Reflection on The Agency of Mapping by James Corner
I have always loved maps. I gather maps wherever I go. Pile them up at home, thinking that they will be a great project one day. What is a map? Or what is NOT a map? Carroll´s Mein Herr said after he had realized that the map they had was useless: “So, now we use the country itself as its own map, and I assure you it does nearly as well”.
Mapping, definitions: James Corner: a way of re-shaping worlds where people live. Reformulate what already exists and actualize the potential. Searching, finding, unfolding. Description of reality that is culturally situated. Deleuze and Guattari: Experimentation in contact with the real. But what is the real? Whose reality will be on the map? The one who are doing the activity, will be the one telling us what he/she wants us to see. The inverted map by Torres- Garcia shows who have been in charge of constructing the maps and the world.
What can a map do? Winnicott suggests that we should include transitional objects possessed by imagination. What a possibility to have transitional parks where citizens can imagine a perfect spot. My view on this, is that we often plan every inch of our space in the city just because we can. We can afford it and we want everything to be planned. No space for imaginary places.
Reflections: The extreme power of the Municipalities planning offices. Do the planners understand that? Are the people working there ticking boxes or are they imagining better futures? Tools from modernism. Tools from the past to form our future is not an ideal combination. I would love to see kids and all citizens making maps of our milieu where transitional objects take place. Where mapping and planning are a joint activity to “unfold and support hidden conditions, desires and possibilities nested within our milieu”. It should not be one map of the city. There should be several layers showing different perspectives. Gender, age, culture etc. One map to use at dark nights on my way home, another one for a sunny Sunday stroll.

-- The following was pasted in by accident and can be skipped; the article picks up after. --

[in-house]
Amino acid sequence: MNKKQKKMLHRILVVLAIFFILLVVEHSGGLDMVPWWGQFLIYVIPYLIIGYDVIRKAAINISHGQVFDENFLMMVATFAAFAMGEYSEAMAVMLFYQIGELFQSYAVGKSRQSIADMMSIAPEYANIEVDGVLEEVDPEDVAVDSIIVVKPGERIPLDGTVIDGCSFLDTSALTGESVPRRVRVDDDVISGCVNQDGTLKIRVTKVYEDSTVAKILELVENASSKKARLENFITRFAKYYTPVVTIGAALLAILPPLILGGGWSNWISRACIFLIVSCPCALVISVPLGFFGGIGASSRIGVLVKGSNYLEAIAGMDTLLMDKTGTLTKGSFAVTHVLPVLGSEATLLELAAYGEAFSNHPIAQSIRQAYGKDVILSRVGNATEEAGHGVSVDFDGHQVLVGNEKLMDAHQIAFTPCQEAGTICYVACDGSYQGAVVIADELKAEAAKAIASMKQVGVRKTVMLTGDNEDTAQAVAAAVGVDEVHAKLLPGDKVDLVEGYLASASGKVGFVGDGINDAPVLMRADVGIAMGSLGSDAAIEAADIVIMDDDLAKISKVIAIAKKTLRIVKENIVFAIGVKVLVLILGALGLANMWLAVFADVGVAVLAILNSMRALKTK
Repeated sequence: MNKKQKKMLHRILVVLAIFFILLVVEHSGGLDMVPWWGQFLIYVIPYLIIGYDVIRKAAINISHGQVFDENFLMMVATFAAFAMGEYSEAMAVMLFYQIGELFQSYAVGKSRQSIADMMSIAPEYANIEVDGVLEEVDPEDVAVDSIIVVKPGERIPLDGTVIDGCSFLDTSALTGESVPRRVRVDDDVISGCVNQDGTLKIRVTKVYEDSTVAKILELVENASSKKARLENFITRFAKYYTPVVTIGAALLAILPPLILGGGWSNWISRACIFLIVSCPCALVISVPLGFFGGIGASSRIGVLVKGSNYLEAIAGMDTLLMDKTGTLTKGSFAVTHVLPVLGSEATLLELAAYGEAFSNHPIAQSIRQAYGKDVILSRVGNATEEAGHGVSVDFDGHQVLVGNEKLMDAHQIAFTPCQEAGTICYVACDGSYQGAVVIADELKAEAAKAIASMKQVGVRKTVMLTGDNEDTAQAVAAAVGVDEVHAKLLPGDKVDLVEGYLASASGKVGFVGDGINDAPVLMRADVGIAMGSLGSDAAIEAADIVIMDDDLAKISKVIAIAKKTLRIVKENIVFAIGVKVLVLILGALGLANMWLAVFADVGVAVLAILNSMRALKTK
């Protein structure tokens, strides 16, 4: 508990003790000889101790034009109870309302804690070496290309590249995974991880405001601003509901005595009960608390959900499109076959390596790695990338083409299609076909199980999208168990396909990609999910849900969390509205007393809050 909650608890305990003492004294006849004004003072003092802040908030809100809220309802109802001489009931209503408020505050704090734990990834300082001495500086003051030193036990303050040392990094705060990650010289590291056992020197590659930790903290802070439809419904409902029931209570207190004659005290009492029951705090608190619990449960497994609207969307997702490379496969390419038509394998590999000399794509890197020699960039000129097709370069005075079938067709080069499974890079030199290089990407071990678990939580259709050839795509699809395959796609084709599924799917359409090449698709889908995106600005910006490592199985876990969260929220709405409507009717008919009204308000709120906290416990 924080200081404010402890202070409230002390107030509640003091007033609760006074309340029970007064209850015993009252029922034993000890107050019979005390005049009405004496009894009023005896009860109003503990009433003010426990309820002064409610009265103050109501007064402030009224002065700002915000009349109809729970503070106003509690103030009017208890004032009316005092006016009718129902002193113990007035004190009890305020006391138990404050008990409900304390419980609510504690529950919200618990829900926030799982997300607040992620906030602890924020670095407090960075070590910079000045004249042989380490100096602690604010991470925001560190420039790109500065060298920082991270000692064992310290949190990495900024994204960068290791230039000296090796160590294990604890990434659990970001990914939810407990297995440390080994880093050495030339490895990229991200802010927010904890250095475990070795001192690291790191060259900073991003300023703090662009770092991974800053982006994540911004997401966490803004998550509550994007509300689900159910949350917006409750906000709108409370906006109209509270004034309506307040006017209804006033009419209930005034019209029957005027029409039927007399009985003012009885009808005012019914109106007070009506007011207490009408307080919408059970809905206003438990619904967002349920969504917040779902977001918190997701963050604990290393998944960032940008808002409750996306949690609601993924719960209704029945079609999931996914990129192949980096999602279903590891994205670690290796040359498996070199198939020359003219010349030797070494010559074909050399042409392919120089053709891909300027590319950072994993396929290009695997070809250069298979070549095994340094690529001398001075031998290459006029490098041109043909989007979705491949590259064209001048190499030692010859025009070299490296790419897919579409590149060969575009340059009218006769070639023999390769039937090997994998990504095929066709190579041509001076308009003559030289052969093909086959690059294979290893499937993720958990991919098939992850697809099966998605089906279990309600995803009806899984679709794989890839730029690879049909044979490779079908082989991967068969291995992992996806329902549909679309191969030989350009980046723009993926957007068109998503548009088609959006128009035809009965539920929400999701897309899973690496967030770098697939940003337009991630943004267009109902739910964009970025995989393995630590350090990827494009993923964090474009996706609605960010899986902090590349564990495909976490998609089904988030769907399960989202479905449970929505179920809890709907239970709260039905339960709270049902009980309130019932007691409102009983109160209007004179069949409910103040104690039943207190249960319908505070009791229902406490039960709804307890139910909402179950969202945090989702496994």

I have lived in the countryside the most time in my life. I loved walking in the forest with trees that are several hundred years old. No street names, no shops. You turn by a big oak, big rock or where there is a funny grown pine. That would be a great map. How would it be made trustworthy? The big oak may be looking small to someone visiting, living close to Redwood national Park.
Thank you, Suha, for sharing the article. I will try to use it in my research how to share in the city. How could a map for sharing look like?